Also “Tripping the Halfling” needs to be a band name, so someone make that happen.
So cool, never seen either of the D&D wind-up bugs in person.
The monster that snatches you up into the darkness and disembers you with its pincers, in cute wind-up toy form.
Cave fisher reeling in its catch (Erol Otus from AD&D module A4: In the Dungeons of the Slave Lords, TSR, 1981.)
Lone Wolf diorama. Gary Chalk and Joe Dever, 1984.
Reblog because I am a super Lone Wolf fanboy!
I think there was another book similar to Heroes for Wargames that included this scene, because I remember a big battle with a mage casting a 3D modeled flame spell in a large glossy book in the fantasy fiction section of a US bookstore in the ’80s.
Dungeon floor plans, pictured in Heroes for Wargames, Dragon’s World Ltd., 1986.
I see Vance’s Dying Earth, a bunch of Conan, Kull, and Bran Mak Morn, Burroughs’ Venus stories, Fritz Lieber, Lord of the Rings, Kothar and Kyrik titles by Gardner Fox, Saberhagen’s Changeling Earth, Lovecraft …
Not certain, but I think this might be an attempt to represent all of Appendix N from the AD&D DMG (with bonus Kull and Bran Mak Morn, which people tend to think of as Conan-related).
“Dwarf Lords of Legend” by John Blanche, from Heroes for Wargames, Dragon’s World Ltd., 1986. This was the box cover art for a set of 8 dwarf miniatures sculpted by Alan and Michael Perry and it appeared on the cover of the second Citadel Journal in Autumn 1985.
Demons cower before the overlord in Melvyn Grant’s cover for Heroes for Wargames: Painting & Collecting Miniature Figures for Role Playing Games by Stewart Parkinson, Dragon’s World Ltd,. 1986.
This book resembles a Games Workshop publication at first glance, since it is filled with paintings and illustrations from GW products, painted Citadel figures, and full pages copied from Citadel catalogs. The text however includes a general history of gaming, a general description of role playing, and general advice on painting, with an emphasis on Games Workshop yet without mentioning the Warhammer name. I remember seeing at least one other similar book around this time that paired a general text with full-color photos of Citadel/GW products, battle scenes, and dioramas.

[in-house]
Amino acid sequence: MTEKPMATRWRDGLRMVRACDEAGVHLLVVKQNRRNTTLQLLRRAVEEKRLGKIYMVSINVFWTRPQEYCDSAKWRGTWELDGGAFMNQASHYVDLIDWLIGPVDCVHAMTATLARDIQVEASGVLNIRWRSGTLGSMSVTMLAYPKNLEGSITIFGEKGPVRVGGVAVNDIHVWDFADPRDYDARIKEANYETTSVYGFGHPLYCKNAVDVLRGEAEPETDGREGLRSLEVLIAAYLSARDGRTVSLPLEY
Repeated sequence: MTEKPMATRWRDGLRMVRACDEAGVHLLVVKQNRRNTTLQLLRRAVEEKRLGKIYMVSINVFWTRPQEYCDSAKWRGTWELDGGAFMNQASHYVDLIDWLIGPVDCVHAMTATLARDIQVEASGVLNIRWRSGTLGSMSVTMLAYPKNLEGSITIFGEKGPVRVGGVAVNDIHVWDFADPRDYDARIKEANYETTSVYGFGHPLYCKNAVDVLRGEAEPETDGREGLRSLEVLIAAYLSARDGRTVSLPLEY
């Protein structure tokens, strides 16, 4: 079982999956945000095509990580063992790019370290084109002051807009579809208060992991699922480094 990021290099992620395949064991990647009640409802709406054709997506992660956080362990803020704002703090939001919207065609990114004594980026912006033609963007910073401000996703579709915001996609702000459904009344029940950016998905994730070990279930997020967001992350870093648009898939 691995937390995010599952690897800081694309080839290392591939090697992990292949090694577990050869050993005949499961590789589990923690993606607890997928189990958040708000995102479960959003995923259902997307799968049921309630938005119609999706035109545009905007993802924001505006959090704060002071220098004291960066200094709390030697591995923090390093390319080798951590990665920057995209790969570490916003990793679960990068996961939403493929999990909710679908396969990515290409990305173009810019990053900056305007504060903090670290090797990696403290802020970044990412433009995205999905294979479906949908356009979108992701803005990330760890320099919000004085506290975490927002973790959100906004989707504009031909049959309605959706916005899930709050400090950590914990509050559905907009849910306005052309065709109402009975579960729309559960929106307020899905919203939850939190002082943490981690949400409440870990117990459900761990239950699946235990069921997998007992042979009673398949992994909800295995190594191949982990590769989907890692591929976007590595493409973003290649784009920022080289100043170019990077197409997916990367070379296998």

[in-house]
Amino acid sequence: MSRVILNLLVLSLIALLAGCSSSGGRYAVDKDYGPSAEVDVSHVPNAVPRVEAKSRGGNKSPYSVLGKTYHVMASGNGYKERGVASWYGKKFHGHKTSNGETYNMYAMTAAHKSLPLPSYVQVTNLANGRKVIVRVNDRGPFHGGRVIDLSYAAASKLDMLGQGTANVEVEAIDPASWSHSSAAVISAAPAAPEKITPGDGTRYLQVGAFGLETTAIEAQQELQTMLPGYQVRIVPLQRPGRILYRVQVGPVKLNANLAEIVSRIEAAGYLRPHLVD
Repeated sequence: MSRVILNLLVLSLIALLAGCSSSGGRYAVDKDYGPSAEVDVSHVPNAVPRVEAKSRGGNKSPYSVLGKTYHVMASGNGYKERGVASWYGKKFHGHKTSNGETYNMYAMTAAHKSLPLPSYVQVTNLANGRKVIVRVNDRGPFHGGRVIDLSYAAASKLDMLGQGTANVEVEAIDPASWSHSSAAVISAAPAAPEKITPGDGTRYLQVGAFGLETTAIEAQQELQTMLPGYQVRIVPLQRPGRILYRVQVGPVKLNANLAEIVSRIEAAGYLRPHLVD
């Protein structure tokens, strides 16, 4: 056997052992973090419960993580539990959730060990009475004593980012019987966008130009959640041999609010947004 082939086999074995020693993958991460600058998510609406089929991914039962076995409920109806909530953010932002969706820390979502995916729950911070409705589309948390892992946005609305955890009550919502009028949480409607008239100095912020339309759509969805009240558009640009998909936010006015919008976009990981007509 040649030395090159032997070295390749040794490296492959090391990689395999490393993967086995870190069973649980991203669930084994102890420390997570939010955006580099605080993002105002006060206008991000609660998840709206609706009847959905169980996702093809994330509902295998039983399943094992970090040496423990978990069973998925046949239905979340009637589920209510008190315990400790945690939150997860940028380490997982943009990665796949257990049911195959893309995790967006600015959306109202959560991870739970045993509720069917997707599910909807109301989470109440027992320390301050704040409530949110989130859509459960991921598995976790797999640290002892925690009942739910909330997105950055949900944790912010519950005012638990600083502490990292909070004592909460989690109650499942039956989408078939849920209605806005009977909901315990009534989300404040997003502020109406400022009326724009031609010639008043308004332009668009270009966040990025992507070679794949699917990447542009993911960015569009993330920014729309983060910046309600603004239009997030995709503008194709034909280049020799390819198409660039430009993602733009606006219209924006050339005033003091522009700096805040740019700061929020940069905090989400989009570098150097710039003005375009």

My first polyhedral dice were the 5 that came in the 1970s Holmes boxed basic D&D set. Today I found the surviving 4 in a box of miniatures — the D4, 6, 8, and 12, all with significant wear from use and probably from being run over in the street after I dropped my dice bag ca. 1990. The orginal white D20 from that set was either lost or discarded after completely disintegrating years ago. The pale blue one here must be the first loose D20 I bought to replace it.
When I bought new dice recently I picked the same colors.
Toga! The suave cutpurse is trying to act inconspicuous, but tripping the halfling might draw the crowd’s attention. (Jeff Dee, from AD&D module A3: Assault on the Aerie of the Slave Lords, TSR, 1981.)
See-Pferd - Sea-Horse
Menschheit und Weltall, 1904
The fine print suggests this hippocampus or sea-horse is based on an earlier 1580 illustration.
Triton on hippocampus (David Sutherland from the AD&D Monster Manual, TSR, 1977.)
A triton generally resembles a merman, but has two legs ending in fins, silvery skin, silvery blue scales, and blue to blue-green hair. The hippocampus, or sea-horse, is one of many Monster Manual entries based on mythological creatures from medieval heraldry.
“Dungeons and Dragons Expert” by ~vonmeer.deviant art.com
Traditional Art / Drawings / Fantasy ©2010-2013 ~vonmeer
Inspired by Erol Otus and the cover of the 1970s Expert edition of the Dungeons & Dragons.
Mapping the dungeon, from the Mentzer Basic D&D Players Manual, TSR, 1983.